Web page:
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Q: Can you tell me your story of strength? What makes you strong?

My strength comes from where and how I was raised. When I was 5 years old, I was handcuffed by a very large police office who was demonstrating how handcuffs were used. I was one student out of an auditorium full of  students. Perhaps I was selected because I was wearing a denim jumper with a large duck applique and a red & white ¾ length sleeve turtleneck. Or was it because of the increasing gang activity in my little neighborhood in Los Angeles, California. By age of 7, I had learned to use the “F” word. This came in handy when discouraging unwanted attention (e.g. “F_ck off”, etc.). By 8 years old, the writing was on the wall, I knew I had to get the hell out of the “City of Angels!” Believing there was a better place for me and believing I could do better has always been a source of comfort and strength for me. Trust in the Universe.

Q: Can you tell me about a woman who exemplifies strength in your life?

Mrs. Vera McKinney was a kind, outspoken African American lady from Birmingham, Alabama. She was larger than life; my five siblings and I would run to her for kisses when she asked us for some “sugar”. We called her “Auntie Vera”. On Sundays, she was better dressed than the Queen of England. From her hat to her toes she matched. She would reach out to the single mothers in the neighborhood and offered to take their children to church. Auntie Vera worked as a domestic for a well-to- do family living in Baldwin Hills. She and her husband, “Uncle James”, raised funds for their church and actively registered people in the neighborhood to vote. Ours was a neighborhood of lower class workers, with a growing number of Vietnam veterans, many returning as heroin addicts. Auntie Vera would encourage them to go to church. She scolded my father when he was too strict, and once drove my mother to the airport to escape, when her patience ran out. She taught my sister and I make cornbread, fry chicken and bake sweet potato pies. The chitterlings we stayed away from. She was and remains an excellent example of goodness and strength.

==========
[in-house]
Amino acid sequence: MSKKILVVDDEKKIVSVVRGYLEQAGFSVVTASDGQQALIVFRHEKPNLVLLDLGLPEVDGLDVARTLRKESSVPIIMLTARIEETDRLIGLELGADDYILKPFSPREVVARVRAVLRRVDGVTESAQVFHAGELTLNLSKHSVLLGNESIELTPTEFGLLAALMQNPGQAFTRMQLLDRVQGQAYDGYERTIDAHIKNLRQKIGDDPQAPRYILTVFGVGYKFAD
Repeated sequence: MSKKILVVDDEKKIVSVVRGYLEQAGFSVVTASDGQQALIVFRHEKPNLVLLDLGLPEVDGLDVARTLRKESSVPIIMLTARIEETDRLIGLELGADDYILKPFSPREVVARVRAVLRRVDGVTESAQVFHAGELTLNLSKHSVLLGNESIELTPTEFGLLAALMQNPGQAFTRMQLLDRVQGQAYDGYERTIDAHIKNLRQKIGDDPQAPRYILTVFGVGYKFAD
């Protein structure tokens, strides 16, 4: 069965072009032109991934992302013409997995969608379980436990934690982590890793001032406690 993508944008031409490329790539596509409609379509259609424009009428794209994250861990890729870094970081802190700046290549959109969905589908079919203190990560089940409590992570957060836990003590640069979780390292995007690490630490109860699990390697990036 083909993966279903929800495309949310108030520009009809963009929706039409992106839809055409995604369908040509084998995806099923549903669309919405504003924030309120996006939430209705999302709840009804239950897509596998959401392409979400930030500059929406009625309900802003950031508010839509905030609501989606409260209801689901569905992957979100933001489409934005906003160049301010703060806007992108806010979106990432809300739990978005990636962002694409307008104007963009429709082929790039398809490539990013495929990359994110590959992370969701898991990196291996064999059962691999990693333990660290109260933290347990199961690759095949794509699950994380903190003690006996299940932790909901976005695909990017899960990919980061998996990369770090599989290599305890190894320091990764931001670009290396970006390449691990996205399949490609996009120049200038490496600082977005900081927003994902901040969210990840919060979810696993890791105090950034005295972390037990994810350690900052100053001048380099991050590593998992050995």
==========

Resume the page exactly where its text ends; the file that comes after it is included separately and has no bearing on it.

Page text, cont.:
Q: Can you tell me about a time where you feel like you failed or truly disappointed yourself?  

I thought I failed to “protect” my younger brothers from the evils of their world. Given my age, experience and resources, I don’t think I would or could change their fate. On a more personal note, I am disappointed with myself for not overcoming my dark side.  I don’t want to devote energy to it, but I must try to offset it by doing good things for others.

Q: How can women better support each other?

Women can support each other by providing positive role models, and becoming good listeners. When listening, try not to interrupt or finish the sentences of others. Be kind, have fun, exchange only good ideas, don’t try to fix others, they may be just fine as they are. Don’t forget to ask for some “sugar.” You deserve it!

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